What Happens if I Don’t Pay Debt?

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Artwork: Robin Mead

What happen if you don’t pay debt? Sometimes: bad things. Sometimes: nothing. It depends what kind of money you have. And how old the debt is.

Hint: If you are on disability, you are really going to want to know if you are on SSI or SSDI before you read the rest of this page.

Student Loans

IRS

  • SSDI: They may reduce your disability checks.
  • SSI: Nothing happens to your disability check.
  • Other money: Please check IRS regulations
  • Also check out: Info on tax breaks for disabilities

Child Support

  • SSDI: They may reduce your disability checks.
  • SSI: Nothing happens to your disability check.
  • Other money: Please check child support regulations in your state

Other Government Agencies

  • SSDI: They may reduce your disability checks.
  • SSI: Nothing happens to your disability check.
  • Other money: Please check agency regulations

Social Security Overpayments

Old Debt

  • If you have not paid in a least a few years, you may not even owe this money any more. Debt expires.
  • You do not have to pay expired debt, and if you do pay, you can make your debt worse! If you pay even $1 you can make all your old debt come back!
  • After your debt is expired, collection agents will still call you and try to convince you that you owe money you don’t actually owe. Learn more about How to Deal with Zombie Debt Collectors

Medical Debt

Credit Cards, Private Mortgages, and Other Private Debt


Private Debt – If you own a house or have assets or other income

Private debt is debt from credit cards, medical bills, private mortgages or other debt. Private debt collectors cannot take your Social Security money, Food Stamps, or other benefits. But they can try to do other things. They can try to take you to court, put a lien on your house, freeze your bank account, or garnish your income. They can also hurt your credit rating.

If you are low income, you may be protected. You will need to research the laws in your state. As an example, in Florida protection laws, if your income is low and you do not have much money in the bank, you are protected.

In some cases, your debt may already be expired, or creditors may be trying to trick you. Check out How to Deal with Debt Collectors

If a creditor says they are going to take your car or house: An auto loan may repossess your car. A mortgage may foreclose on your house. If you have signed any loans that used your car or house as collateral, those loans may repossess.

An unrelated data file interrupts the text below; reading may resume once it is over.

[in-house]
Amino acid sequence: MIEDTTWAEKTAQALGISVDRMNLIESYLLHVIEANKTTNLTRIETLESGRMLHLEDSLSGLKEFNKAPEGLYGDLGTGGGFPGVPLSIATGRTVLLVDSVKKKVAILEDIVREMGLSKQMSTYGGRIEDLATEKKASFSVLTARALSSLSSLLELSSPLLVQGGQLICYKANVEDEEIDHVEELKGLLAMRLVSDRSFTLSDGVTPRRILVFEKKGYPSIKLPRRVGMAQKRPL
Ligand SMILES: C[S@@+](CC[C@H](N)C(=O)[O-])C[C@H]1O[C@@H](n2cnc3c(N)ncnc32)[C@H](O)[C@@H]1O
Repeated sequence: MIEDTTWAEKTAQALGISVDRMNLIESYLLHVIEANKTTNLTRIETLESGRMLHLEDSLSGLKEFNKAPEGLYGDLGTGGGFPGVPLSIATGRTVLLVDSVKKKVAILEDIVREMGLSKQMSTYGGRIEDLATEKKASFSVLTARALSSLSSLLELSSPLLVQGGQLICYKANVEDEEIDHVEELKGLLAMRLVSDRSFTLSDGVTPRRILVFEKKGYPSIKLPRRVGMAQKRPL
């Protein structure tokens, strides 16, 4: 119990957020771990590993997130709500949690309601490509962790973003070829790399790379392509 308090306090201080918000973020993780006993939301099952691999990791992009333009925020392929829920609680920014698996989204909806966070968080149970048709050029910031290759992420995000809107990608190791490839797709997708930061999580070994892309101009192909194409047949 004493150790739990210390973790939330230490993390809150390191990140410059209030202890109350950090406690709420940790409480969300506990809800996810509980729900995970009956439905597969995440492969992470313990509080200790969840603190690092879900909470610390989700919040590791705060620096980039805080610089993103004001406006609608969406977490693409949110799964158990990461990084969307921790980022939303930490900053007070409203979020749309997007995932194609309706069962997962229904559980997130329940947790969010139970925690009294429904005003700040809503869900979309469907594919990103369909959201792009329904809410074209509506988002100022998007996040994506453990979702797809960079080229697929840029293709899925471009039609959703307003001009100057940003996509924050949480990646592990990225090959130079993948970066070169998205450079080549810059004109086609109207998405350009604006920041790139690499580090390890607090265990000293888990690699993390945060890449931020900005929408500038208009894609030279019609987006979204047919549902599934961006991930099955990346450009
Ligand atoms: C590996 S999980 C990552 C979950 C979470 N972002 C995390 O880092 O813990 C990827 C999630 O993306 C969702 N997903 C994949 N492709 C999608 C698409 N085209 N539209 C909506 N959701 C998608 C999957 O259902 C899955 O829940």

Other types of debt collectors (such as credit cards and medical bills) may threaten to take your house or car, but all of the articles I have read from lawyers agree it is very rare that they will do this. Most likely, they may go to court and put a lien on your property. After a lien is placed, if you ever sell the house or car, the creditor will get part of the money from the sale. Learn more.


Private Debt – If Social Security is Your Only Money or If You Have No Income or Assets

Have you ever heard the Janis Joplin song “Freedom’s just another word for nothing left to lose.” She was talking about you.

If you do not own a house or have other income or assets, there is very little debt collectors can do to you. They can screw up your credit rate. That is it!

Many people with disabilities already have screwed up credit ratings, so there is literally nothing left to lose.

If you want your Social Security check to be protected from debt collectors, there are a few things you need to know:  How to protect your Social Security check.

Here’s a sample letter from Connecticut Law Help you may find helpful:

[Your address]
[Today’s date]

[Name of creditor or collection agency]
[Address of creditor or collection agency]

Re: Exempt Income – Account Number: [Account number]

To Whom it May Concern:

This letter is to notify you that I do not wish you to call, write, or visit me at home or work about the money you claim I owe. This letter is also to advise you that all of my income is exempt from collection as established by law.

Sincerely,

[Your signature, date, and printed name]

Include your account number and make a copy of the letter for your records.


If I Don’t Pay, Will I Owe Money Forever?

If I Do Pay Will I Owe Money Forever?


Don’t Just Take My Word For It

Financial regulations are complex and can change. Please double check and do more reading before making any important decisions.

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